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Promoting Moral Growth

Posted by on November 25, 2014

It was the summer of 1985 and Cambridge, Mass., was muggy. I was living in an old Radcliffe dorm room, smaller than my first few cars. Single bed, small desk, and a giant fan which I pointed directly at the bed at night. I was there to work in a summer program under Lawrence Kohlberg, a professor in the Harvard Graduate School of Education, famous for his identification of stages in moral growth. My interest was in developing a disciplinary system for my school which would encourage moral thinking and the movement away from the traditional punishment-reward approach of most schools.
The days were filled with seminars with remarkable teachers. Howard Gardner spoke of his newly developed work in Multiple Intelligences. Nell Noddings, Carol Gilligan, and Ted Sizer spoke on School Climate. Elsa Wasserman presented on empowerment of students and teachers. Kohlberg continually echoed the importance of fairness. “A rule must not only BE fair, it must SEEM fair”. My mind raced, taking each seminar and applying it to my own small school, a school so small that it could be a laboratory, so fragile that everyone had to be accountable to each other, responsible for the whole. My friend, Tom Seibold, was with me and we carried the daily discussions into the night, into the local bars and restaurants, sharing our notes and insights from the day.
Each day would reach a level of humidity that would finally result in a warm rain. I would walk in the evening mist through Cambridge, listening to musicians in storefronts, hearing a leather clad Tracy Chapman singing just to me as she played in a doorway just out of the wet night, just months before the world would know her name.
I had first learned of Larry Kohlberg from my friend and HVS school trustee, Helen Bee, who had taken her PhD at Harvard. She knew that I was into the work of Jean Piaget, a Swiss Psychologist well known for his identification of the stages of conceptual growth. Delighted to learn of Kohlberg, who had taken the work of Piaget and moved it into the realm of moral thinking, I wrote to him and he replied with an invitation to join his program in the summer. His letter to me was warm and encouraging, as was his person when we met, but I was a bit shocked to meet a man who was much diminished from his pictures. His entire jaw was wired shut, the result of a disease which was slowly turning his bones into dust. While doing research years earlier in Belize, he had developed a rare parasitic infection that caused him daily pain. His body was slowly deteriorating though his mind was quite intact. It was Kohlberg who inspired me to create a student council, not one that planned dances and football rallies, but a circle of students representing each facet of the school who would meet with the Director each week to advise him on the well being of the school, on the efficacy of the program, and often on the disposition of a disciplinary matter. It was Kohlberg who suggested that I allow a student to bring a faculty advocate to disciplinary hearings, encouraged me to make the school safe for risk, and to remember the importance of tolerance, patience, and understanding. One graduate memorably remarked at commencement that she “had been a different person each of her four years at the school and the school simply made room for her changes”. This was Kohlberg in action. She was “trying on” her life. We all know that adolescence is a highly experimental time, but most associate that with drugs or sex. Larry Kohlberg taught me that all teenagers are constantly busy experimenting with who they really are, what they believe, and how to choose authentic lives. (I know this was true for me). It was around this time that we were also experimenting with the process of Council in the school, which more than served our needs, both individually and communally, for promoting broad ethical growth by listening to reach other.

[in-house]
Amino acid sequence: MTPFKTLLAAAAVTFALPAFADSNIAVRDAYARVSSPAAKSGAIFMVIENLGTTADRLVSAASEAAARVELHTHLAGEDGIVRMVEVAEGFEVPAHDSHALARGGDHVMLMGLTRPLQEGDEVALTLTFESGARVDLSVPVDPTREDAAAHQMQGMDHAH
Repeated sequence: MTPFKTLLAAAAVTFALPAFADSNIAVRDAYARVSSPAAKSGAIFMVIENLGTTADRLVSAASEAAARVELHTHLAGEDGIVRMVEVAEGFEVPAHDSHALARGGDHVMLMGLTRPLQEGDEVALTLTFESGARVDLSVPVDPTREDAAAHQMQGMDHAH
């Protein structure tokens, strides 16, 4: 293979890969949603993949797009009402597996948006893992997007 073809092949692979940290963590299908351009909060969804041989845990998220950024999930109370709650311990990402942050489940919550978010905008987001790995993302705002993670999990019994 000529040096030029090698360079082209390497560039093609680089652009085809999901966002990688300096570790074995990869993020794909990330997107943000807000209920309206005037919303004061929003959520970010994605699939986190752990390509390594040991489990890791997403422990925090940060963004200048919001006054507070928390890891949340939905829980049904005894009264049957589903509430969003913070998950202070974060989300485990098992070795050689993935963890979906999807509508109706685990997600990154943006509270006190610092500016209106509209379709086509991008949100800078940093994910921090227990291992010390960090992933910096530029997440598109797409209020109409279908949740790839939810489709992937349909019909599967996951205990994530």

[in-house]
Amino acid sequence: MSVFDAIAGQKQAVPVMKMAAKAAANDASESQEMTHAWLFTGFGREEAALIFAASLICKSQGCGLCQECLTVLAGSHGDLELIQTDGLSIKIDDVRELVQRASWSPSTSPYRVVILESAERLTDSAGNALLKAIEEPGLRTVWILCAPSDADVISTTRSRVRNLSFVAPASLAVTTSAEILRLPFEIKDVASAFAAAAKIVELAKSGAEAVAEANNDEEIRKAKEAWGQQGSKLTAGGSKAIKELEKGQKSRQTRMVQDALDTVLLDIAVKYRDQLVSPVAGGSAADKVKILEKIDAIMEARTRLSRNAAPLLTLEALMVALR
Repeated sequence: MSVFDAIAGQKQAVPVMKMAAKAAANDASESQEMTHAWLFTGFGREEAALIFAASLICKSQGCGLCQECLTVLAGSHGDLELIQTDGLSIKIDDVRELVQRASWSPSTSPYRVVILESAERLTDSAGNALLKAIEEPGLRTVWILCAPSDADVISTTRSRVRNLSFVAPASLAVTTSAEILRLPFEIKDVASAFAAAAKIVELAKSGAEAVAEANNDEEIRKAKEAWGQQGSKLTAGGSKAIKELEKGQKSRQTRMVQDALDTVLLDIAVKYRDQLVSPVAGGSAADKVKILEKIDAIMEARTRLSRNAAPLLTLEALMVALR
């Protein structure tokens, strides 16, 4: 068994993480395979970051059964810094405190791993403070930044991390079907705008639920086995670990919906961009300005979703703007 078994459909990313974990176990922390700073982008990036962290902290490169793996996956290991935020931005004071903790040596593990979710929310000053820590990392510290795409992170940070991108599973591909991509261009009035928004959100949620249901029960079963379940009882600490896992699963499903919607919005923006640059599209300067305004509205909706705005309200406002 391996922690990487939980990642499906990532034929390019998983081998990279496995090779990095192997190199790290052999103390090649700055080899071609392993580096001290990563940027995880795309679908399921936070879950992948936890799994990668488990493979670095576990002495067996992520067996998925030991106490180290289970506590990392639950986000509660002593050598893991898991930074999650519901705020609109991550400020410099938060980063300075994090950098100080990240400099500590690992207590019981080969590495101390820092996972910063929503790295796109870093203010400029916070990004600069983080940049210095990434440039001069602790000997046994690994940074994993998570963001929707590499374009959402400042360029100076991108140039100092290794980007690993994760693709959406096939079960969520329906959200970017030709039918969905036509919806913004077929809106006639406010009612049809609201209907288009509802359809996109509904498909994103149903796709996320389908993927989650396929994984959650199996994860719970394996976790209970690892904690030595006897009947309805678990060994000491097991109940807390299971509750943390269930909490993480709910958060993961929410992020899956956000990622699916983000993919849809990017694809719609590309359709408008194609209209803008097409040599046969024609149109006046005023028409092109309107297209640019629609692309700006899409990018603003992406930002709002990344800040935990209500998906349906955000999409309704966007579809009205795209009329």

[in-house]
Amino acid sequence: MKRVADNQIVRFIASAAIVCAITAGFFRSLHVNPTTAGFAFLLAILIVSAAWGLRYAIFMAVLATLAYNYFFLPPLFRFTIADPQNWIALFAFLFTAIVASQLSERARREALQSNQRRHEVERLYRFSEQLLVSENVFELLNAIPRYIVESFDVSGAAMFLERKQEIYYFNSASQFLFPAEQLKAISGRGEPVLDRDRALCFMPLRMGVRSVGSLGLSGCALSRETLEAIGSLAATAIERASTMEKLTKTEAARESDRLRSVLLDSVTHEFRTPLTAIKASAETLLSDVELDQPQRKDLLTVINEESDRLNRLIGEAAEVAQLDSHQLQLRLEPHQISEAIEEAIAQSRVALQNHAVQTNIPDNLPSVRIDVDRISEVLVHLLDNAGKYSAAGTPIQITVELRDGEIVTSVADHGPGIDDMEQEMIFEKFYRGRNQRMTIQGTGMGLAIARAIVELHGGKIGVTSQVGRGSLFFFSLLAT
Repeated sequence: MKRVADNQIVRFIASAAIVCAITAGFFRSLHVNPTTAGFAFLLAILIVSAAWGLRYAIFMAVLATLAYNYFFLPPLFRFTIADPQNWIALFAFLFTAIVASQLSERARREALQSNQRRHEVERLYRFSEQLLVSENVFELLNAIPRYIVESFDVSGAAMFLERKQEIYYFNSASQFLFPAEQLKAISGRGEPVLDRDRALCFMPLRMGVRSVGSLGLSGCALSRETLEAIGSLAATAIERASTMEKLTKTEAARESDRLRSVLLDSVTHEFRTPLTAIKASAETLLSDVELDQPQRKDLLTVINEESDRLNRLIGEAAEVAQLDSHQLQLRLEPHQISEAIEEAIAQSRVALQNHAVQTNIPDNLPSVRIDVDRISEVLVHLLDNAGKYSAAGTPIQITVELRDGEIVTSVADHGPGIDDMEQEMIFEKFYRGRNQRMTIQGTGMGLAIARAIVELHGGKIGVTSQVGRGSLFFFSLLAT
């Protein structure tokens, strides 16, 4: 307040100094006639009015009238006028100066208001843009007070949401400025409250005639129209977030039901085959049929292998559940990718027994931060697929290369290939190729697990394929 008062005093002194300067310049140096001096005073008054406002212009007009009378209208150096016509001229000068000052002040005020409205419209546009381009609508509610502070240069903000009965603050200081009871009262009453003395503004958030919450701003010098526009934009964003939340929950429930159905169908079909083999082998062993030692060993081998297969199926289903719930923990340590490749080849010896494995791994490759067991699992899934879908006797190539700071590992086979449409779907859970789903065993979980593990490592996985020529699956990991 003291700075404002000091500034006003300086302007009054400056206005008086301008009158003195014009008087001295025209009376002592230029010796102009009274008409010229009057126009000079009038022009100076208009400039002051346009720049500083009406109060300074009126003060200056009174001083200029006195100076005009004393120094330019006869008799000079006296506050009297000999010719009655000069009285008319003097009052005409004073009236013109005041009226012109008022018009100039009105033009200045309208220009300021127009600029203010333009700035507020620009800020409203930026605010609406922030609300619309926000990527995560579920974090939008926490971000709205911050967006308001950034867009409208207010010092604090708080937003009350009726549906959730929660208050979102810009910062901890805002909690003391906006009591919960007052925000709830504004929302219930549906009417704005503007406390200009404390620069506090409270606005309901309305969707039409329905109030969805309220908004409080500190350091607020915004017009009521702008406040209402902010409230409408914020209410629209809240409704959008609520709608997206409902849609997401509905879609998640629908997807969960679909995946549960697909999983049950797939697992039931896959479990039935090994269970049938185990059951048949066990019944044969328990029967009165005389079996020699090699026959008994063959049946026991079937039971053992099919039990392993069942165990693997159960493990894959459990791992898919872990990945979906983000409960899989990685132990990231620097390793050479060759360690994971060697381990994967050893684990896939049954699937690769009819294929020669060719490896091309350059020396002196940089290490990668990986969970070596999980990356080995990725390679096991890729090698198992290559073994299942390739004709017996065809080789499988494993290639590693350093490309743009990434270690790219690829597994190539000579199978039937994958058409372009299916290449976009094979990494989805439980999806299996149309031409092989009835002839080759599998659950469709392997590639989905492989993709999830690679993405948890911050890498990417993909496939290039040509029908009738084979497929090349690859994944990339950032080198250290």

It was a year or so later that Larry Kohlberg parked his car by the frozen Boston Harbor and walked into the sea, becoming an ethicist who chose to end his life in the face of what he knew to lie ahead for himself and his family. About that time, someone stole some money from a student in the dorm. I confronted the student body and suggested that the culprit not only stole from another student, he/she stole from us all by undermining our trust in each other. I took a $20 bill from my wallet and pinned it to the bulletin board in the Commons, suggesting if anyone really needed money that badly, they could take the twenty rather than steal from a friend. That bill remained on the board for months, right in the middle of the school. One morning I came in to a very quiet room. My eyes moved to the bulletin board which was now empty of free money. Many expected me to be upset. To the contrary, I explained that every person who walked past that money for the previous months had made an ethical choice. It might have been the best 20 bucks I ever spent. Thank you, Larry.

2 Responses to Promoting Moral Growth

  1. Richard Robinson

    A powerful story of the time just after I left, I guess it was the summer I left in fact.

    Yes, a well spent $20.

    I would be very interested in Tom’s insights from that summer. I just a few hours ago told a story of how he influenced me as well. He was also remarkable.

    • drice

      Tom was indeed a fascinating (and complex) man. I believe that he influenced many. Thanks for reading.

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